• Synchronous Events – You can now create AWS Lambda functions that respond to events in your application in real time (synchronous) as well as asynchronously. Synchronous requests allow mobile and IoT apps to move data transformations and analysis to the cloud and make it easy for any application or web service to use Lambda to create back-end functionality. Synchronous events operate with low latency so you can deliver dynamic, interactive experiences to your users. To learn more about using synchronous events, read Getting Started: Handling Synchronous Events in the AWS Lambda Developers Guide.
  • AWS Mobile SDK support for AWS Lambda (Android, iOS) – AWS Lambda is now included in the AWS Mobile SDK, making it easy to build mobile applications that use Lambda functions as their app backend. When invoked through the mobile SDK, the Lambda function automatically has access to data about the device, app, and end user identity, making it easy to create rich, personalized responses to in-app activity. To learn more, visit the AWS Mobile SDK page.
  • Target, Filter, and Route Amazon SNS Notifications with AWS Lambda – You can now invoke a Lambda function by sending it a notification in Amazon SNS, making it easy to modify or filter messages before routing them to mobile devices or other destinations. Apps and services that already send SNS notifications, such as Amazon CloudWatch, gain automatic integration with AWS Lambda through SNS messages without needing to provision or manage infrastructure.
  • Apply Custom Logic to User Preferences and Game State – Amazon Cognito makes it easy to save user data, such as app preferences or game state, in the AWS Cloud and synchronize it among all the user’s devices. You can now use AWS Lambda functions to validate, audit, or modify data as it is synchronized and Cognito will automatically propagate changes made by your Lambda function to the user’s devices. End user identities created using Amazon Cognito are also included in Lambda events, making it easy to store or search for customer-specific data in a mobile, IoT, or web backend.
  • AWS CloudTrail Integration – Lambda now supports AWS CloudTrail logging for API requests. You can also use AWS Lambda to automatically process CloudTrail events to add security checks, auditing, or notifications for any AWS API call.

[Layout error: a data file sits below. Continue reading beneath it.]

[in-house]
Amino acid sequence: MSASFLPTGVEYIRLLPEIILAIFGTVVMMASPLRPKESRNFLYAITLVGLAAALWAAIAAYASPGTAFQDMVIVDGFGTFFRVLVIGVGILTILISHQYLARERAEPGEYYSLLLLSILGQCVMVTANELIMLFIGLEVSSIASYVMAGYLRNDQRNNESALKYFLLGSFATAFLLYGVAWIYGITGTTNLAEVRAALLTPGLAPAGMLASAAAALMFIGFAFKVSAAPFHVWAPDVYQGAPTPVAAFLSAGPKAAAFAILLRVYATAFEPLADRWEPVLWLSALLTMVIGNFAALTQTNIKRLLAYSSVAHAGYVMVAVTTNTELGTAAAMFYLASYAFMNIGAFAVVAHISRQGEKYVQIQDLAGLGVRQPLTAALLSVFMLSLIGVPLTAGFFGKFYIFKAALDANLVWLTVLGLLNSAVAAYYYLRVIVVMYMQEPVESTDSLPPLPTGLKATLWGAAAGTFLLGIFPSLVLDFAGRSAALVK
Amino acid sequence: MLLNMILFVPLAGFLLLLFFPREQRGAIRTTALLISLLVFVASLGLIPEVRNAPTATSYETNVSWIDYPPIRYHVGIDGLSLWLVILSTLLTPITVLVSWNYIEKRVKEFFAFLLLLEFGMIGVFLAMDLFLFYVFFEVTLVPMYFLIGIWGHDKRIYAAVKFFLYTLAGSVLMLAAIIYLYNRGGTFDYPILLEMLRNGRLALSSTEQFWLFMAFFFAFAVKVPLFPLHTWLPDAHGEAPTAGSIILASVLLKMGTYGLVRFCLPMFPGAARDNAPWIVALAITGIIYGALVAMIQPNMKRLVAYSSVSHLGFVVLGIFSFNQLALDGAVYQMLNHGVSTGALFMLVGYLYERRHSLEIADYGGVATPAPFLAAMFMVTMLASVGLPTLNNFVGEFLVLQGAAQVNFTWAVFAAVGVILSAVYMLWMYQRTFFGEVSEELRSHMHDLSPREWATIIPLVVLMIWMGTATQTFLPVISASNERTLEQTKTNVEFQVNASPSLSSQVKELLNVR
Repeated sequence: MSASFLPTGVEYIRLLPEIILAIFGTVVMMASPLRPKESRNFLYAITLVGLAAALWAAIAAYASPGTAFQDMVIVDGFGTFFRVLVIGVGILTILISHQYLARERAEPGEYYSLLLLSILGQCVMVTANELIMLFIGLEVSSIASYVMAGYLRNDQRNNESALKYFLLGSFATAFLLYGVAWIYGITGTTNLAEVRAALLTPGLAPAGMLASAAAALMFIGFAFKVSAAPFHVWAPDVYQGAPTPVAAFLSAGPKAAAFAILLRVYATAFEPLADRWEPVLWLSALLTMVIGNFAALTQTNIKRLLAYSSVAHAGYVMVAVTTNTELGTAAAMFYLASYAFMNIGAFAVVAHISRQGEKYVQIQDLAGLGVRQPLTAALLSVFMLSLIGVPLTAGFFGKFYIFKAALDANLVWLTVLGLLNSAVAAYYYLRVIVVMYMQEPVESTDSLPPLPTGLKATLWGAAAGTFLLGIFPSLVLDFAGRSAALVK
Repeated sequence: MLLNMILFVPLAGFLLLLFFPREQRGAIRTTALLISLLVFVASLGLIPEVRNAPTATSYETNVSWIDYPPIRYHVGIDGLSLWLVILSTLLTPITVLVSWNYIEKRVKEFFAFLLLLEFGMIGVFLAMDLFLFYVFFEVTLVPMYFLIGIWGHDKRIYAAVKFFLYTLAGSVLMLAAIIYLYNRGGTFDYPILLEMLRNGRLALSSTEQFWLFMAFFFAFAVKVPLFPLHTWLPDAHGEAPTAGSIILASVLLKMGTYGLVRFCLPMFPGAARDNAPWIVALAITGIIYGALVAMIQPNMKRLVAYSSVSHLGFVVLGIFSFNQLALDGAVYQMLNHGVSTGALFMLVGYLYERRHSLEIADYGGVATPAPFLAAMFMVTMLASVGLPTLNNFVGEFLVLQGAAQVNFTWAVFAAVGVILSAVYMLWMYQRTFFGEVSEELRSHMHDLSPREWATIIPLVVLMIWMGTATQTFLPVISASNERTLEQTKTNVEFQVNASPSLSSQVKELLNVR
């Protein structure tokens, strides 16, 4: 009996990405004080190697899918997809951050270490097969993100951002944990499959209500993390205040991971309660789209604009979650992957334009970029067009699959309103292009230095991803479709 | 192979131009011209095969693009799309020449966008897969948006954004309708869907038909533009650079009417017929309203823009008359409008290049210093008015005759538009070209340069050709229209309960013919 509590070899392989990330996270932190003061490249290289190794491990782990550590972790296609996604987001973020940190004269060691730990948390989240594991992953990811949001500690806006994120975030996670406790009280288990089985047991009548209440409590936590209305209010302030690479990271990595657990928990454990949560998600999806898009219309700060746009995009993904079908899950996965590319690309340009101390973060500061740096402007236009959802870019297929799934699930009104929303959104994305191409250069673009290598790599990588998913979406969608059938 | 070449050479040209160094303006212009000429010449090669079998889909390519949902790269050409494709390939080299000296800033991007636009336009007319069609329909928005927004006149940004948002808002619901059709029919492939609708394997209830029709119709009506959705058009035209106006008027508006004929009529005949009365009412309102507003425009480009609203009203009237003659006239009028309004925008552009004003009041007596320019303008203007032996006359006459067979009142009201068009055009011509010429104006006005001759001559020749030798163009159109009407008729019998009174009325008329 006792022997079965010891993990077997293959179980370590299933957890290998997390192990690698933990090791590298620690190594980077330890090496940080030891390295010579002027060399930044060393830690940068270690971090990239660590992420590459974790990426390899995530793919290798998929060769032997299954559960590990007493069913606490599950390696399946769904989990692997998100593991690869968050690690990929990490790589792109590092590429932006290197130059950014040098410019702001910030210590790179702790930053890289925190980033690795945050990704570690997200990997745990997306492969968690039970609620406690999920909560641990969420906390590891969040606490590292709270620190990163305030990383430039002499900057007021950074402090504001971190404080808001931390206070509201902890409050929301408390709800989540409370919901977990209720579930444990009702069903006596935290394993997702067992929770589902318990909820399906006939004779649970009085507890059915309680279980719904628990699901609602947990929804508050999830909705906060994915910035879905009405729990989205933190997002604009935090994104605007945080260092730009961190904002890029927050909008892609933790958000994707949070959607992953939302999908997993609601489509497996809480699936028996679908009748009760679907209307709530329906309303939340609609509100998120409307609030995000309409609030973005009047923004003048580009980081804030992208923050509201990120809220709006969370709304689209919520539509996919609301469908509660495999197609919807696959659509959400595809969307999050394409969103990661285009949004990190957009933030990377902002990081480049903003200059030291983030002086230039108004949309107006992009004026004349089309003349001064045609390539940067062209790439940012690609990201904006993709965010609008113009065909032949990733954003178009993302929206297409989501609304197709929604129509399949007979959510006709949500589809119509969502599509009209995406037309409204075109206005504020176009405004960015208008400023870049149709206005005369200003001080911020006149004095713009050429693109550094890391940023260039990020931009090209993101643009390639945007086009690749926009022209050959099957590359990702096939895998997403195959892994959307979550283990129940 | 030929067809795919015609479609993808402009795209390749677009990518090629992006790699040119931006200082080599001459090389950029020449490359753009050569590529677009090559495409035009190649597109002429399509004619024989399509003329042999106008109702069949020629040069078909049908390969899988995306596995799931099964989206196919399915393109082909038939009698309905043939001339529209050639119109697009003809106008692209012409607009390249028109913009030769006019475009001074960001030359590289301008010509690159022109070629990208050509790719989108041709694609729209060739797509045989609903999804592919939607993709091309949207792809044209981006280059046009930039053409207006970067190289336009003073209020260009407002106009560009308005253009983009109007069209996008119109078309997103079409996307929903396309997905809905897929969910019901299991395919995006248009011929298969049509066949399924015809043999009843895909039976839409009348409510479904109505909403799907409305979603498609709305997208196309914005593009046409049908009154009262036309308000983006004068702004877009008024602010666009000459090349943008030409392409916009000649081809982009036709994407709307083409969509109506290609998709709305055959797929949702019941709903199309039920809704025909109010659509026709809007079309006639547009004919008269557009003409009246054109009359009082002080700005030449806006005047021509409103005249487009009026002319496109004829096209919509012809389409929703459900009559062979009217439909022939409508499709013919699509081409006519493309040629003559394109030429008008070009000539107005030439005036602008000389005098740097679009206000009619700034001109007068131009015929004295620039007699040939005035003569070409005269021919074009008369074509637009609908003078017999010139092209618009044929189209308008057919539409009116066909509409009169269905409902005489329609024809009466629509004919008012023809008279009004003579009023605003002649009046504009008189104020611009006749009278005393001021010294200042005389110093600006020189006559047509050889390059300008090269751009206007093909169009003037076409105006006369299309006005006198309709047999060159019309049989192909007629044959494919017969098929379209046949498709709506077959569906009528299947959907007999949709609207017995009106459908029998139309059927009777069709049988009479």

• Enhanced Kinesis Stream Management – You can now add, edit and remove Kinesis streams as event sources for Lambda functions using the AWS Lambda console, as well as view existing event sources for your Lambda functions. Multiple Lambda functions can now respond to events in a single Kinesis or DynamoDB stream.
  • Increased Default Limits – Lambda now offers 100 concurrent executions and 1,000 TPS as a default limit and you can contact customer service to have these limits quickly raised to match your production needs.
  • Enhanced Metrics and Logging – In addition to viewing the number of executions of your Lambda function and its error rate and duration, you can now also see throttled attempts through a CloudWatch metric for each function. Amazon CloudWatch Logs now also support time-based sorting, making it easier to search Lambda logs and correlate them with CloudWatch metrics. API enhancements make it easier to distinguish problems in your code (such as uncaught top-level exceptions or timeouts) from errors you catch and return yourself.
  • Simplified Access Model and Cross-Account Support – Lambda now supports resource policies and cross-account access, making it easier to configure event sources such as Amazon S3 buckets and allowing the bucket owner to be in a separate AWS account. Separate IAM roles are no longer required to invoke a Lambda function, making it faster to set up event sources.

We will also launch Java as a programming language to be used in Lambda in a few weeks. More details on the AWS Blog.

For more details on these new services visit the official AWS Blog and the What’s New Section on the AWS website.